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India, Taiwan likely to bond further amid growing tensions with China

India Taiwan

India and Taiwan are set to bond further with tensions with China as the glue. Despite lack of diplomatic ties, Taiwan has nailed India as one among the 18 countries, with whom Taipei wants to forge special ties. This is under Taiwan’s freshly minted “New Southbound Policy”.

Taiwan Foreign Ministry spokesperson Joanne Ou recently described India not only as a “like minded” country but also a “living democracy”—tagging New Delhi on ideological lines as well. Facing the heat from China, Taiwan’s de facto ambassador to India Baushuan Ger has also said that it is time for the two nations to “redefine” their relationship amid rising border tension with China. Ger, who was earlier heading Taipei’s representative office in the US, took charge as the de facto ambassador in October as support for Taiwan has gained unprecedented momentum in India.

Taipei’s New Southbound Policy under Taiwanese President Tsai Ing- wen is in sync with Prime Minister Narendra Modi’s Act East Policy. Analysts are of the view that both countries need to expand bilateral relations “based on mutual interests.” “We should expand our ties with Taiwan irrespective of what our relations are with other countries. Taiwan is already a matured economy and a technology hub,” Shakti Sinha, former bureaucrat and director at Atal Bihari Vajpayee Institute of Policy Research and International Studies told IndiaNarrative.com.

Taiwan is also a key player in the global supply chains network. “Given the oscillations in India’s relationship with mainland China (due to border disputes and other geopolitical issues), it would be prudent for India to shift toward a greater emphasis on soft balancing by cultivating a more normal, pragmatic relationship with Taiwan,” the New-Delhi based Carnegie India had said earlier. Several Indian traders, who have been sourcing their goods—especially finished items— from China, have now initiated talks with Taiwanese exporters in a bid to diversify their supply chain.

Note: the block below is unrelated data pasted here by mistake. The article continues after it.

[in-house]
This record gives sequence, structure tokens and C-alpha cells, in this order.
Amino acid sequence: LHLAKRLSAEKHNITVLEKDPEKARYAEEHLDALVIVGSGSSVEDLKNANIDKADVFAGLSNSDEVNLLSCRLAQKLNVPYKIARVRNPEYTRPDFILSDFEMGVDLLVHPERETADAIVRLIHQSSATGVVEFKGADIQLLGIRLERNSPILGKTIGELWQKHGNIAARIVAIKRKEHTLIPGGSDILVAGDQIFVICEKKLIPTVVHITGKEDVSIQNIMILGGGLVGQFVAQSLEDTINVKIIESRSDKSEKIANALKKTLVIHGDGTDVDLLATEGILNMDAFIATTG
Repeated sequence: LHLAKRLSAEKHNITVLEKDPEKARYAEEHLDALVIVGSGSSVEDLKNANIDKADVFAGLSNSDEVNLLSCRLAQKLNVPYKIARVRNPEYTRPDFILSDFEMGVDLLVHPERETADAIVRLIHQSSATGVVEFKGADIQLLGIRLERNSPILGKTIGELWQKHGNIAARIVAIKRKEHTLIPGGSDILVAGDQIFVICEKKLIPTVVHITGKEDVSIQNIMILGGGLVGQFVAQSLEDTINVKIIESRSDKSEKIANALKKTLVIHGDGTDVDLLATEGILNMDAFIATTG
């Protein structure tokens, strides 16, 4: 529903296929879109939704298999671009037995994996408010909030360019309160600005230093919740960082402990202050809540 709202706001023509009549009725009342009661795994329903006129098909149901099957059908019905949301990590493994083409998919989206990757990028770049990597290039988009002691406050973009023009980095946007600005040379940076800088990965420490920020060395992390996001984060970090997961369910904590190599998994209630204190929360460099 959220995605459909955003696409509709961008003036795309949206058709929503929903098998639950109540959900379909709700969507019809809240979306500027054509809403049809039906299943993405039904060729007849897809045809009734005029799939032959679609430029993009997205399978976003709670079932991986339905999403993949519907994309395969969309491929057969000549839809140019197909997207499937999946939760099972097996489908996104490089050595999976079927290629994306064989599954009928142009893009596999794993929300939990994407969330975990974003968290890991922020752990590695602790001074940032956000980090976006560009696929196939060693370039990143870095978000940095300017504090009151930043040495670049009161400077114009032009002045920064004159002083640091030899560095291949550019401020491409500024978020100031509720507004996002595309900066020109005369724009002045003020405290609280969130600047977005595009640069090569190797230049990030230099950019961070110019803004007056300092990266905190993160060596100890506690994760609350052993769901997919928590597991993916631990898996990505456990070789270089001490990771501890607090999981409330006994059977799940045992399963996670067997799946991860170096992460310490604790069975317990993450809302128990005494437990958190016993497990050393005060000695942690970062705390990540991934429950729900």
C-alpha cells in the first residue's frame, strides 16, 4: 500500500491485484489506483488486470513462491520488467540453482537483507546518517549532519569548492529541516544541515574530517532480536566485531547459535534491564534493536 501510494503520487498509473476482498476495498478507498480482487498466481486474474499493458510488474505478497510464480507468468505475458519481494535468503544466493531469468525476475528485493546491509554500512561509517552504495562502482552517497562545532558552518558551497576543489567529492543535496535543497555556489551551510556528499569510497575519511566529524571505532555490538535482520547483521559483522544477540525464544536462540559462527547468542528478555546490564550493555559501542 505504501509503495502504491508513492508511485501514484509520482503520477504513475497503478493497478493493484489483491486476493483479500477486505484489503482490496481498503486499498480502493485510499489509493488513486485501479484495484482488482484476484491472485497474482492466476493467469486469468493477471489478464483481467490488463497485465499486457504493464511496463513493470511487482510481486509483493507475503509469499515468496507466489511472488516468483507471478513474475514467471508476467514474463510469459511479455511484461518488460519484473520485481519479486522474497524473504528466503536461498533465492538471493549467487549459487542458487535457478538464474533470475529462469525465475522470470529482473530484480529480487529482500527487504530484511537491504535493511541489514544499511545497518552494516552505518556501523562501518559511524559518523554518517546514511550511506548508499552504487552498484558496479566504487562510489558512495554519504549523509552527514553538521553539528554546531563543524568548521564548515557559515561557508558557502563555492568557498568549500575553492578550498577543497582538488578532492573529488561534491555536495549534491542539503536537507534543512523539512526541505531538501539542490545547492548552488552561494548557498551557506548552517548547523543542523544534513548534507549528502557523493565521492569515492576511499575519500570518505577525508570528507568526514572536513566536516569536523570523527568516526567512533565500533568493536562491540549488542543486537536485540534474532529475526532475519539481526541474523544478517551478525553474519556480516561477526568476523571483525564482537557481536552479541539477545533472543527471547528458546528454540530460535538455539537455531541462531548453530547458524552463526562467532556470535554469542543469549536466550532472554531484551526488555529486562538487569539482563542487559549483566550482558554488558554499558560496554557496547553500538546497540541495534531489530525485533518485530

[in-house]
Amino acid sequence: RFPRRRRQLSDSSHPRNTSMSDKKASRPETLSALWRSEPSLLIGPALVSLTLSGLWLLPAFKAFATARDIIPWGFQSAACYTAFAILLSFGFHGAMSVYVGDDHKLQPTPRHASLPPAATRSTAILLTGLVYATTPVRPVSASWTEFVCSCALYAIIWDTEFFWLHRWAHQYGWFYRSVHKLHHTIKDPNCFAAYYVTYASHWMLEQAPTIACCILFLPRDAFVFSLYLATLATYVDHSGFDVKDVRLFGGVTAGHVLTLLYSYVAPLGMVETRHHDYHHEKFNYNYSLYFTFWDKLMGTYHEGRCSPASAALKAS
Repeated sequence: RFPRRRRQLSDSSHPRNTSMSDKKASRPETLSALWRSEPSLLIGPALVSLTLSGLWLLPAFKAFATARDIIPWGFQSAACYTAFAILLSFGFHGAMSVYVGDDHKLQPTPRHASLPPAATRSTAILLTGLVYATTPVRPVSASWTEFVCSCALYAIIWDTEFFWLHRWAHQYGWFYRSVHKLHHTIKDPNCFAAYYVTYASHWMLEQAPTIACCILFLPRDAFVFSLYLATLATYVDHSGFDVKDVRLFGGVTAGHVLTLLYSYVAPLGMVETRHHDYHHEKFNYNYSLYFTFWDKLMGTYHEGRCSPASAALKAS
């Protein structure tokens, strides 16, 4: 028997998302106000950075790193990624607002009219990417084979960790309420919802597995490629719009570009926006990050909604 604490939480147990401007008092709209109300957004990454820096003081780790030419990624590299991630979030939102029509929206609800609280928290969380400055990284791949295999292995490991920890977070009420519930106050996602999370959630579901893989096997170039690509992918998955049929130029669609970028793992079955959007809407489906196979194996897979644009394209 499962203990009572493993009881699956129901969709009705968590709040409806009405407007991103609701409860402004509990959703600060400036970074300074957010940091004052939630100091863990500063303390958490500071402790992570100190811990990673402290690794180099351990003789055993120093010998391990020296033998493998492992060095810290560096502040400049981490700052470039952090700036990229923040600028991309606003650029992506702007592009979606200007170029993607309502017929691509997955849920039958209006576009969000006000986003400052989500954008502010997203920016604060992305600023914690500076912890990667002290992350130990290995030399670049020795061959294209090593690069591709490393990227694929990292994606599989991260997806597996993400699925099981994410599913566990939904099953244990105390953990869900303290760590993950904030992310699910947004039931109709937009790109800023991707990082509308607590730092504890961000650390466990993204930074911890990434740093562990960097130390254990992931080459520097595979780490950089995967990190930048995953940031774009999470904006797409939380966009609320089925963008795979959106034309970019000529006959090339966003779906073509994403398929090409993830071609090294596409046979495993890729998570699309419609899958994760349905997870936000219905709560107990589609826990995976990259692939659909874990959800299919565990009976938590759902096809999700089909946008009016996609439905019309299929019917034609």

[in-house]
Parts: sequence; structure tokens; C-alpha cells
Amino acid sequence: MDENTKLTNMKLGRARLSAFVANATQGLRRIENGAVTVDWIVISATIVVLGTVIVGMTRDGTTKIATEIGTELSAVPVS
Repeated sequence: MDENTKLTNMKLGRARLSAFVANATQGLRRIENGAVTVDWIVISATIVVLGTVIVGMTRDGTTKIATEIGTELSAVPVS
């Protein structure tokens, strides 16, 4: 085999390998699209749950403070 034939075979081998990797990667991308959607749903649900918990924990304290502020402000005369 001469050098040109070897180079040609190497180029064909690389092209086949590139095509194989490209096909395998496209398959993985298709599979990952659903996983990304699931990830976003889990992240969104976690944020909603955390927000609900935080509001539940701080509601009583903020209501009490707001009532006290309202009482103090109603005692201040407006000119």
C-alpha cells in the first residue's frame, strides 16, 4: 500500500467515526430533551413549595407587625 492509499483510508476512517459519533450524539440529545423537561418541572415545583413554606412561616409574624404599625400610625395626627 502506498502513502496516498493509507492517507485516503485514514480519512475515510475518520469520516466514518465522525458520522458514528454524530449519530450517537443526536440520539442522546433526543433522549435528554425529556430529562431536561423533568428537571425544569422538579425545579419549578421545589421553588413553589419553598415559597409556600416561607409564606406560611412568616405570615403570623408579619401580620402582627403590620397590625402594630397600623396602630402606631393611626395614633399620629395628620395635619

The Confederation of All India Traders (CAIT) said that imports of finished products from Taiwan will increase significantly in the new financial year. “It will be beneficial to both countries (India and Taiwan) to increase mutual cooperation economically and even diplomatically,” Gopal Krishna Agarwal, BJP’s national spokesperson earlier said, adding that India’s foreign policy will be driven by domestic interests.

Amid an increasing threat from China, public support for Taiwan within India has increased exponentially in the last few months, particularly after the Galwan Valley clash between Indian and Chinese soldiers across the Line of Actual Control. With ties with China going south after the Galwan incident, there has been a policy shift in New Delhi. In the past India had decoupled its economic relations with China from the border row. But official sources say that that after the Galwan incident, the relations are no longer “compartmentalised”.

Consequently, New Delhi is scanning ways to establish new supply chains that exclude China. On September 1, trade ministers of India, Japan and Australia flagged this inititative. Analysts say that Taiwan could be a key player in this endeavour on account of Taipei’s proven heft in hi-technology, high-rise construction and other fields in the digital domain. As India’s ties expand with Taiwan, China’s responses have become prickly.

In October, just ahead of the National Day of Taiwan, the Chinese embassy issued a letter to the Indian media organisations as well to honour the “One China” policy. "All countries that have diplomatic relations with China should firmly honour their commitment to the One-China policy, which is also the long-standing official position of the Indian government," the letter said.

Meanwhile, in an interview to the Guardian, Taiwan foreign minister Joseph Wu pointed out that China’s increased activities in the South China and East China seas besides the military standoff with India and its clampdown on Hong Kong reflect Beijing’s expansionist desires. He said Taiwan could be China’s next target.